When we Persevere, we are listening to and respecting our Spirit, the part of us that knows what our highest good is, what we are here to do or at least to do next. The result is the feeling that life itself is extraordinary and that all we have to do is tap into its abundance. The key is the willingness to discard the untruth that we are worthy of anything less. So no matter what you were told as a child about having to please others to be loved or approved of, let that go this instant. Choose to see the truth: you are a human being, not a human doing, and therefore worthy because you are here.

Some people are afraid that recognizing their inherent worthiness will stop them from striving to reach their goals; on the contrary, it will allow you to pay attention to what your deeper values are and to focus on ways to achieve the goals associated with those values. You will stop attending to the superficial and pay attention to what really matters. You will find your courage along the way, regardless of temporary setbacks. Most importantly, you will admire the one you see in the mirror. Wouldn’t that be extraordinary? Isn’t living an extraordinary life the truest measure of abundance?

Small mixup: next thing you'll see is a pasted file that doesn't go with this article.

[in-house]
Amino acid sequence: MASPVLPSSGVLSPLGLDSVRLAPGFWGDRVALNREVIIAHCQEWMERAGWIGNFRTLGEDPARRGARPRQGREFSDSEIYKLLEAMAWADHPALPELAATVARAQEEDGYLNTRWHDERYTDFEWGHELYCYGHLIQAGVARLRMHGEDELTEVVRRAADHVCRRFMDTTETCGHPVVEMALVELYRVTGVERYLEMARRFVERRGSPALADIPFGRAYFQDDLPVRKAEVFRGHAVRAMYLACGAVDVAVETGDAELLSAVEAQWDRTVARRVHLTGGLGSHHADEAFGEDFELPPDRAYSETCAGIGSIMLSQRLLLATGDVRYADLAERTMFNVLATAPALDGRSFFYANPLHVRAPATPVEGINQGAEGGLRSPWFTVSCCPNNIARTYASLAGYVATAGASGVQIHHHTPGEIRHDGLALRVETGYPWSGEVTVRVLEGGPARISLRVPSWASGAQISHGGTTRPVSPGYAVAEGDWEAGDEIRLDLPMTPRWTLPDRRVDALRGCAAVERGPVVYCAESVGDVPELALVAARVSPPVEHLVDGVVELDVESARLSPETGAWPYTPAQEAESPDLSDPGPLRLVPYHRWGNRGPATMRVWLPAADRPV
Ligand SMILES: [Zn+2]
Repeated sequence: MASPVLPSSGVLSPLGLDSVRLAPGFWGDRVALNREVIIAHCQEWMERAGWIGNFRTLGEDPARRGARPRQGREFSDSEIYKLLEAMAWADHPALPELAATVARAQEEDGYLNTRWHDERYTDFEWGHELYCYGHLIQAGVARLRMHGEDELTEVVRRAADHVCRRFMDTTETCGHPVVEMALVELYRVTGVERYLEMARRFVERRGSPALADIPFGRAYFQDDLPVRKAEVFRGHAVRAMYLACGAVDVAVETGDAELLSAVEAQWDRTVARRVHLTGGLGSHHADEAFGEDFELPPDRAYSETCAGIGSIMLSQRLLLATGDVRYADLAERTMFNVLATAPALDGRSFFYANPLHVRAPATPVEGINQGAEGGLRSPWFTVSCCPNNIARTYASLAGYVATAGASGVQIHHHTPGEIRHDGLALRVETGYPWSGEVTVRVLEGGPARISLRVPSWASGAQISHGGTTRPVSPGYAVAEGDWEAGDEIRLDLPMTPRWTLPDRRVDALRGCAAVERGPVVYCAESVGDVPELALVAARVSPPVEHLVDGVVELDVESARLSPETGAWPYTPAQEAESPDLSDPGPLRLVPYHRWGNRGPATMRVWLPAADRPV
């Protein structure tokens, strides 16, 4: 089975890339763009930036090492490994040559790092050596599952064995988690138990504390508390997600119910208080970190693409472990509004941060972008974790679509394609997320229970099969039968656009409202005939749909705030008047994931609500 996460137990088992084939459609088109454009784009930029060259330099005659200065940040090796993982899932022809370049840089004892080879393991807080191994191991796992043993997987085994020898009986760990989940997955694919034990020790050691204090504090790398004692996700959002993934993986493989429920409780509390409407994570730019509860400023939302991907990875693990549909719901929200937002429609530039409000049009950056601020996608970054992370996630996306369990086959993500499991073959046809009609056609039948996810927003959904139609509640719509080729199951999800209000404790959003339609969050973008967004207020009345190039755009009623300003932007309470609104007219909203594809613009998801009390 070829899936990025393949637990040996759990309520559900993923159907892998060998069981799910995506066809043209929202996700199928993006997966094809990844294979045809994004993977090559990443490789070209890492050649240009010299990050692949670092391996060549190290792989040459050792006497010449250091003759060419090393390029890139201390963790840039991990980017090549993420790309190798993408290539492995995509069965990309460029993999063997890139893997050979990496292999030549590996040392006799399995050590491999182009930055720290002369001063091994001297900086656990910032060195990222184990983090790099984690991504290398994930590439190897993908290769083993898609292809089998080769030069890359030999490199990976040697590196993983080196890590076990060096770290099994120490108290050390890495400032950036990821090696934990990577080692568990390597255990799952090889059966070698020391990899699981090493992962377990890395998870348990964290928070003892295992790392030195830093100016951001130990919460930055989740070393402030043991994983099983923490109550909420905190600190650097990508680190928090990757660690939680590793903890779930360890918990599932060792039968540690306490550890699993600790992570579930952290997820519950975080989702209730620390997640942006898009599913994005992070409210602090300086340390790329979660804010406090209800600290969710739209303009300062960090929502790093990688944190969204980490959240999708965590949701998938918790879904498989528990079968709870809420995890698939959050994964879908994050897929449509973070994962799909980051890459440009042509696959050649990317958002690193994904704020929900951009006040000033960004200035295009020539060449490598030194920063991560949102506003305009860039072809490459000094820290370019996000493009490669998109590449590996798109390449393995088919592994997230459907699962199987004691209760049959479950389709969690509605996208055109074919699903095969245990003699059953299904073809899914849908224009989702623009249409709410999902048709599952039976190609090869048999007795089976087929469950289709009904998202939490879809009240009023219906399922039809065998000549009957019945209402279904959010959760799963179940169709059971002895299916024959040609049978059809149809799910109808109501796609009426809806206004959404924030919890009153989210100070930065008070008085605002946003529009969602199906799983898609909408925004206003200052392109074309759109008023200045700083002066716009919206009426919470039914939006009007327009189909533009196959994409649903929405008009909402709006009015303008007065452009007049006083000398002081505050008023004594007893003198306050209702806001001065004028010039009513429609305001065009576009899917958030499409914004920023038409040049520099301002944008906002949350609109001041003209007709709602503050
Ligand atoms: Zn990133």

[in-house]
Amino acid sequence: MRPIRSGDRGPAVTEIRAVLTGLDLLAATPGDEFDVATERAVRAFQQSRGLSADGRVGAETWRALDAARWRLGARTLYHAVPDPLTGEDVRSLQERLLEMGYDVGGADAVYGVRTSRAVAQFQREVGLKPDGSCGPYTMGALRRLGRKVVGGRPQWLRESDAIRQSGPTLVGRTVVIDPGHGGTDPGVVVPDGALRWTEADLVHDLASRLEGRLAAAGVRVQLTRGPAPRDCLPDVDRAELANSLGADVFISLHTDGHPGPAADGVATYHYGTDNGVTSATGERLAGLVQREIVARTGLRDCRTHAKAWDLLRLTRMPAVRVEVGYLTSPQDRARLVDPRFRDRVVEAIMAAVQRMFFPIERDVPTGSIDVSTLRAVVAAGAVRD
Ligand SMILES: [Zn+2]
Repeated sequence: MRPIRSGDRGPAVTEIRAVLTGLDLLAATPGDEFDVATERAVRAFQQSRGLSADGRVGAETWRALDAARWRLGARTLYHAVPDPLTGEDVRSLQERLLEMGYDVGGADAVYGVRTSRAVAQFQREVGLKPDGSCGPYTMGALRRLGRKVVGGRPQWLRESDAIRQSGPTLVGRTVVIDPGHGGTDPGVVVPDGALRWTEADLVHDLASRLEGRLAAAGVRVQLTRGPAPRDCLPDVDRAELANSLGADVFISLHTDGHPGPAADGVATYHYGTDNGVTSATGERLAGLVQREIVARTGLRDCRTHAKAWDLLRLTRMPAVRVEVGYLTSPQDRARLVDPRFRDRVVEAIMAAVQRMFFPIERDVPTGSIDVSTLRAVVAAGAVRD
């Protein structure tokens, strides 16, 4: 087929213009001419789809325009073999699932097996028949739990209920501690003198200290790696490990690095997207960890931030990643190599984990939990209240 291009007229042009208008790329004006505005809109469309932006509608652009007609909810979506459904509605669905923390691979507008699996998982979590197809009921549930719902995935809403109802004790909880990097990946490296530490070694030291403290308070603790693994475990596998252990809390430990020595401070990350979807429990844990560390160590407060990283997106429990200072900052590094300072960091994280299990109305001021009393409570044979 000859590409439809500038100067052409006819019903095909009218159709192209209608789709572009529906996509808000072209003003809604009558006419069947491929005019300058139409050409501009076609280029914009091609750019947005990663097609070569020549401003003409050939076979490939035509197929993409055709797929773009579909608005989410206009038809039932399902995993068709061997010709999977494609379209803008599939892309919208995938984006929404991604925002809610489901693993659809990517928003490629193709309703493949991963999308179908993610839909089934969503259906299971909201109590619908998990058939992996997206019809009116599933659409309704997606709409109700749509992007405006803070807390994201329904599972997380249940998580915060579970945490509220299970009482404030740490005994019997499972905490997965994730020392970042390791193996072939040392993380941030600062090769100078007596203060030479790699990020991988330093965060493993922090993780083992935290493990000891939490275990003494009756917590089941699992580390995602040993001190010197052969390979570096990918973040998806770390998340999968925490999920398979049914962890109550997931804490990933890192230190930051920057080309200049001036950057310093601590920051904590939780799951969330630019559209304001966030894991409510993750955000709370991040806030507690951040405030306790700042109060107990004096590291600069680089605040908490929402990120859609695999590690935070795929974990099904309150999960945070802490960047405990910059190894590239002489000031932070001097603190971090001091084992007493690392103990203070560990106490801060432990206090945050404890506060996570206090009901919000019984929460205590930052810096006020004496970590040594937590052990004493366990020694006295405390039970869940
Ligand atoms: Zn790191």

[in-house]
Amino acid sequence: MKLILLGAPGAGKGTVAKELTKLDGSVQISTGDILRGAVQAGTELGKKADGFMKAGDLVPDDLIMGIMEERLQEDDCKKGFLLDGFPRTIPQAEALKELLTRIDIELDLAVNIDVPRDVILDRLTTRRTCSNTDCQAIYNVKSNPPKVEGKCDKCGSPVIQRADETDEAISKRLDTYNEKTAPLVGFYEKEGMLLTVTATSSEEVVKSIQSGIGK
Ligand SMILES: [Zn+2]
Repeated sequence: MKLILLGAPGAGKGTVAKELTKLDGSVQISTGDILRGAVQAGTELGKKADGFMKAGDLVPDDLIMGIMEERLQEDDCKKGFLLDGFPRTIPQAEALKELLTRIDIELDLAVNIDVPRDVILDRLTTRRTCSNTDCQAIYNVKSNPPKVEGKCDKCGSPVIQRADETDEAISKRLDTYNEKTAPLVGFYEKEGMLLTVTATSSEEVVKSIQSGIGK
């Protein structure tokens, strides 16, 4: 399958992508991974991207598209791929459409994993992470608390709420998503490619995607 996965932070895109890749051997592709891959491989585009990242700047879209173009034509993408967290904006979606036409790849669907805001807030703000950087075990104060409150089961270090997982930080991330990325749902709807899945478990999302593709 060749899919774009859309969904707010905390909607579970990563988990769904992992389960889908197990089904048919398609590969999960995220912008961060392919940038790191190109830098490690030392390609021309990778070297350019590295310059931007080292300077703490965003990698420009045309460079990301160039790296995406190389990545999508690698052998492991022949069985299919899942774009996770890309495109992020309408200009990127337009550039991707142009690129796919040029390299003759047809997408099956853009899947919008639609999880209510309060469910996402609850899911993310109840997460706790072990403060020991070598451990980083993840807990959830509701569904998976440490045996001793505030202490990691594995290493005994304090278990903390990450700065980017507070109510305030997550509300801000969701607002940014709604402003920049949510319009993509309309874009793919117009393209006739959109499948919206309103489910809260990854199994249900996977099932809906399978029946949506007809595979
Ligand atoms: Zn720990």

Announcements

Create Your Abundant Life With Jane
at Club Med in Cancun!
June 21-28, 2008
Enjoy the beautiful beach, delicious food, and luxurious setting while experiencing enriching programs by renowned self-help leaders, including a NEW program that I am offering:
Create Your Abundant Life NOW!
How do you know if you have limiting beliefs around abundance?
Just ask yourself:

Do I believe that abundance is that which already exists?